Brunel academics invent the WaterBox water purification system for disaster zones

Providing 15 litres of water/person/day on a 10-hour operation, the WaterBox can supply enough water for at least 15 people. The solar or electrically powered water purification system utilises three carbon filters, two reverse osmosis filters and a UV lamp stage to kill bacteria in the water. A Total Dissolved Solids (TDS) meter ensures only potable water is supplied to the user by diverting contaminated flow back to the tank.

Dr Mark Atherton from the Brunel University said: “The WaterBox project has tapped into the tremendous compassion that students have for peoples of the World in need. A team based around very able mechanical engineering students had a vision for the WaterBox to be the best affordable western technology made quickly available for a disaster situation, and then retrieved and made ready for the inevitable next time occurrence. Hence an electrically-driven, solar if needed, filter system in a box that produces enough water for two or three families while normal supplies are restored.”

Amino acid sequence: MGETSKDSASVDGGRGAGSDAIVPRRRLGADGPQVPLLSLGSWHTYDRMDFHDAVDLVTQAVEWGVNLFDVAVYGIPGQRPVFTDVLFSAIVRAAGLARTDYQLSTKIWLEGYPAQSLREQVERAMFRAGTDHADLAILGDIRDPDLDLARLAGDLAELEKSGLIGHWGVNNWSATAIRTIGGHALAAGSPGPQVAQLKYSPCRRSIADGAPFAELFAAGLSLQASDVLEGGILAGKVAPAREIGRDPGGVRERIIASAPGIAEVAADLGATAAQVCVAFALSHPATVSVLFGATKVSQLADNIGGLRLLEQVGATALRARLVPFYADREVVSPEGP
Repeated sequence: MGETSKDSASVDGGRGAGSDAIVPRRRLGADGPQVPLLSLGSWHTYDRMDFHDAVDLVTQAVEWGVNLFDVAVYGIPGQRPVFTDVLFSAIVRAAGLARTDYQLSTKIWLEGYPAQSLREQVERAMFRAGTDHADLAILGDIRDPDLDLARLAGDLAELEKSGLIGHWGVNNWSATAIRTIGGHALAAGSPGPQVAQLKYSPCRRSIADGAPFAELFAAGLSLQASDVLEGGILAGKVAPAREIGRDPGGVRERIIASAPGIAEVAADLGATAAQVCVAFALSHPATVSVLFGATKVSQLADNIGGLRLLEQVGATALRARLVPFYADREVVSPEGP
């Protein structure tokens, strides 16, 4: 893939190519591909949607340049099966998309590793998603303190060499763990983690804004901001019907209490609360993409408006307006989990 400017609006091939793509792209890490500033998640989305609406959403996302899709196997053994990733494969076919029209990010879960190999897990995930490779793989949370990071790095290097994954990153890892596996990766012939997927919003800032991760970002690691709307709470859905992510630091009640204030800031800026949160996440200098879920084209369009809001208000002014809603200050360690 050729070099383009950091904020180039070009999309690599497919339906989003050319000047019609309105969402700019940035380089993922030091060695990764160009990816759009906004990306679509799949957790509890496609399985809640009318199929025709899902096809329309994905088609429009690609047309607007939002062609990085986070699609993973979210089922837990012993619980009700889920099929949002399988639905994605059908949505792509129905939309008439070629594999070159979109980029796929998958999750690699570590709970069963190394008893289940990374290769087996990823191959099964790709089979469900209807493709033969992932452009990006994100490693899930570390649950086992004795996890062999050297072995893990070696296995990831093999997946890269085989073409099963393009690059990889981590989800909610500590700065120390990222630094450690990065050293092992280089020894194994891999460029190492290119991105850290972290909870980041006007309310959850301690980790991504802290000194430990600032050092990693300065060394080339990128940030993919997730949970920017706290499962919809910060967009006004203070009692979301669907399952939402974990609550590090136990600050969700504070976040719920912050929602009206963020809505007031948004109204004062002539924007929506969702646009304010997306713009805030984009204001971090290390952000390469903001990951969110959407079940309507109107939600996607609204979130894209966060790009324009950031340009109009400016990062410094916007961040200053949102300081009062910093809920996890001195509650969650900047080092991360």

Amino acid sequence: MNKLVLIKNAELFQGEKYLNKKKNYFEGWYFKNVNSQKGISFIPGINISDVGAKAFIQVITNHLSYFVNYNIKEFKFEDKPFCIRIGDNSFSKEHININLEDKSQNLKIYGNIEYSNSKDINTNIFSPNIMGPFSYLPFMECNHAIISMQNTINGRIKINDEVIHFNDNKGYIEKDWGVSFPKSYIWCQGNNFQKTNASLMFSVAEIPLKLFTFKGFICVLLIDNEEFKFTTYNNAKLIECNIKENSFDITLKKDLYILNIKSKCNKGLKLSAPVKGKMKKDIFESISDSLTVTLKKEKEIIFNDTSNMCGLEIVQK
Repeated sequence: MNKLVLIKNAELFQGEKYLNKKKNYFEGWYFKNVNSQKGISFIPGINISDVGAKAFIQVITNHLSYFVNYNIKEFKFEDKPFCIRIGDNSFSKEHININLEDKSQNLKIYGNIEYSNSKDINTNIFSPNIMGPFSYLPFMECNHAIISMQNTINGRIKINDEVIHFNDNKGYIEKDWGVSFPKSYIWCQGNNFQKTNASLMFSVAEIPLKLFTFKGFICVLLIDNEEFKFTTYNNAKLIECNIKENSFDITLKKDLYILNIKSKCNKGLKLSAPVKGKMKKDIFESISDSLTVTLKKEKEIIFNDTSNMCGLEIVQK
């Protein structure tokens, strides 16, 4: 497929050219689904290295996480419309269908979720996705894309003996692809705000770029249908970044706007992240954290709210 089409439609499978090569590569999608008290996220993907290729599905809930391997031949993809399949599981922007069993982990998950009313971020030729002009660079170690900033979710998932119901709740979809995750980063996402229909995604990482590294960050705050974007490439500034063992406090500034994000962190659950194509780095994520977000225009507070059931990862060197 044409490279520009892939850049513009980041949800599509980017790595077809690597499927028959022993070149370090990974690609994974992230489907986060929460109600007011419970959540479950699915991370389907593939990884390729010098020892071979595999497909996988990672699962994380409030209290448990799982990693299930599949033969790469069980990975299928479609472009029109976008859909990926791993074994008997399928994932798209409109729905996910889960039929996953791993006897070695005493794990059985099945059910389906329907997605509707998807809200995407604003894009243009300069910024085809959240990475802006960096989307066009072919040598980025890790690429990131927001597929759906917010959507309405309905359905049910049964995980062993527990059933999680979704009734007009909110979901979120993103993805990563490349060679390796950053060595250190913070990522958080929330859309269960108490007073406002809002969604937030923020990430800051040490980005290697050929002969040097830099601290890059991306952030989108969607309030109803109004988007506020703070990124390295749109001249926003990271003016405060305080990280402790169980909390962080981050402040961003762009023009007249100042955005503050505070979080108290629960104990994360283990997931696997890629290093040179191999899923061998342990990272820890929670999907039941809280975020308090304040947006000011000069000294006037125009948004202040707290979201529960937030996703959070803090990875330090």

The Brunel University team who invented the WaterBox water purification system are ex-students, Jon Isherwood, Jon Paradi and James Quinn with academic supervisors, Dr Mark Atherton and Chris Brown.